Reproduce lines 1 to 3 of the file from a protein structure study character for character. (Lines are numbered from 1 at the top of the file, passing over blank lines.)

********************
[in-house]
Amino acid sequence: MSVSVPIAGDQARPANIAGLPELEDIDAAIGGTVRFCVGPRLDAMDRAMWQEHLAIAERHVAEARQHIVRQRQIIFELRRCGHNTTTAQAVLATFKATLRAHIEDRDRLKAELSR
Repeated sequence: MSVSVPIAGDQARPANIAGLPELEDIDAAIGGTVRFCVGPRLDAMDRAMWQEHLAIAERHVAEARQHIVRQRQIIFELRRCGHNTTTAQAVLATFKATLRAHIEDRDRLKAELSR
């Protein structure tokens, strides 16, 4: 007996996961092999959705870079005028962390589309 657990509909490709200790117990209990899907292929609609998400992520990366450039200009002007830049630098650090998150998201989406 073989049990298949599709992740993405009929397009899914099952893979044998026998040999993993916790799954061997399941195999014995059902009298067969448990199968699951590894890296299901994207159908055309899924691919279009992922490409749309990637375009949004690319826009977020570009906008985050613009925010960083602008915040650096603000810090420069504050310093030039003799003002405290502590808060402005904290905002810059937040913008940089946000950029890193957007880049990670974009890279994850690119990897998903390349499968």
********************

[in-house]
Amino acid sequence: MSVSVPIAGDQARPANIAGLPELEDIDAAIGGTVRFCVGPRLDAMDRAMWQEHLAIAERHVAEARQHIVRQRQIIFELRRCGHNTTTAQAVLATFKATLRAHIEDRDRLKAELSR
Repeated sequence: MSVSVPIAGDQARPANIAGLPELEDIDAAIGGTVRFCVGPRLDAMDRAMWQEHLAIAERHVAEARQHIVRQRQIIFELRRCGHNTTTAQAVLATFKATLRAHIEDRDRLKAELSR